Middle East Legal Recruiters Inundated with Résumés from U.S. Lawyers

Legal résumés are pouring into recruiters’ offices from lawyers looking for work in the Middle East and Asia as law firms continue their expansion there.

One legal recruiter in Dubai, United Arab Emirates, told the New York Times he has gotten so many applications from top-quality New York lawyers that he is seeing a slight backlog. “To be completely honest,” he said, “we’re really struggling to get these guys jobs over here.”

John Lonsberg, who heads Fulbright & Jaworski’s legal team in Saudi Arabia, told the Times he is also seeing interest in the Middle East job market. “We always see a lot of résumés—three to five a day,” he said.

Interest is also strong in Hong Kong, where recruiters have seen a record number of résumés in the last two months, the story says.

The increased interest comes as law firms experiencing declining profits in the United States continue to expand into the Middle East and Asia in search of additional legal revenue, the Times story explains. Mark Bisch, who heads Fulbright’s office in Dubai, estimates that in just the past year, nearly 40 British and U.S. firms have opened branches in the Middle East. Some firms are expanding overseas even as they lay off lawyers here.

So many law firms have opened offices in Dubai that some are turning to new locations in the area, according to the Times. Clifford Chance, Patton Boggs, Latham & Watkins, Dewey & LeBoeuf and Vinson & Elkins are all opening offices in Abu Dhabi, 90 miles away. And Latham & Watkins, Dewey & LeBoeuf, DLA Piper and Covington & Burling are opening offices in Doha, the capital city of Qatar.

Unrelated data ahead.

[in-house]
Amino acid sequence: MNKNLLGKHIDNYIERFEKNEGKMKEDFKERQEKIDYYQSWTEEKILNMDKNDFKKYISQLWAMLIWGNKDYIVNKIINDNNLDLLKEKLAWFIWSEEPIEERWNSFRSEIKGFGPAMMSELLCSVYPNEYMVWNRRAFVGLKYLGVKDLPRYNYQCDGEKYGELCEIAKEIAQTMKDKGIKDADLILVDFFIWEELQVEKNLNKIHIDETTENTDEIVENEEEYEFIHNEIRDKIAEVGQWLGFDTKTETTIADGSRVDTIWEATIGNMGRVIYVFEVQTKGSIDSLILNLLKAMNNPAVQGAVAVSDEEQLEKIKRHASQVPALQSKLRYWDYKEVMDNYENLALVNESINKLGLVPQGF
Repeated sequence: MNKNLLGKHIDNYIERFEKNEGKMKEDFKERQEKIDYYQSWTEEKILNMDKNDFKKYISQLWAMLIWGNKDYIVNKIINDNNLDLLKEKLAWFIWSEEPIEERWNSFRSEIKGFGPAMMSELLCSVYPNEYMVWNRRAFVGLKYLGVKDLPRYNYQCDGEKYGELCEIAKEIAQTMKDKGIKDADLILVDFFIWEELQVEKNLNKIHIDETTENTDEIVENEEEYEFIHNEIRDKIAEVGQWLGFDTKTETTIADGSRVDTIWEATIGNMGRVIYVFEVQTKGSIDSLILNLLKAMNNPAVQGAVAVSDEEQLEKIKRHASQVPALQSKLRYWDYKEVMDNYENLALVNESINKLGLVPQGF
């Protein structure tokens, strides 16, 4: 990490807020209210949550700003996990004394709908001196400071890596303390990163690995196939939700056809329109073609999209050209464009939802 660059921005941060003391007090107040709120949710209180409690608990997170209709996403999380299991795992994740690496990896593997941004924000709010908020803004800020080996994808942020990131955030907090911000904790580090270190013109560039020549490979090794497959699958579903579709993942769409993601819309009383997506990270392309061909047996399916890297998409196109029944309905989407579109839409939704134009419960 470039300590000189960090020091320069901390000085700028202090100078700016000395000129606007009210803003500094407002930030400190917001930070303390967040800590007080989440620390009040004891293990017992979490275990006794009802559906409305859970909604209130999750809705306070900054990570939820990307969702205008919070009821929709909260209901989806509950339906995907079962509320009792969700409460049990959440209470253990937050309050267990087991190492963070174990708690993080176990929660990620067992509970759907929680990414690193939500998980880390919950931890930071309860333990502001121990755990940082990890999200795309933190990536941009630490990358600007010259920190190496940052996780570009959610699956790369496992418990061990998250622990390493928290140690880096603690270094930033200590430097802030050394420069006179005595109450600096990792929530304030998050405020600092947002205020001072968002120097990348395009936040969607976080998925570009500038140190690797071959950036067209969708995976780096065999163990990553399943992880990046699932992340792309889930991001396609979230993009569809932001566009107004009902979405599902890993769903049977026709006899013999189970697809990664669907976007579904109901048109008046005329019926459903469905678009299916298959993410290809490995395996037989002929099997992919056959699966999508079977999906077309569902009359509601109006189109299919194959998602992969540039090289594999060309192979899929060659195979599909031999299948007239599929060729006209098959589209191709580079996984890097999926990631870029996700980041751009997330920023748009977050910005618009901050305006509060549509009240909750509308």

Legal recruiters aren’t the only ones to benefit from the increased interest. Law firms are also finding it easier to find U.S. lawyers willing to transfer to their overseas offices. One of them is Sarah Glenn, a fourth-year associate at Milbank, Tweed, Hadley & McCloy, who is moving to Japan.

“Because of the markets, since October things have started to slow down in New York, while it seems that things are still busy in Asia,” she told the newspaper.

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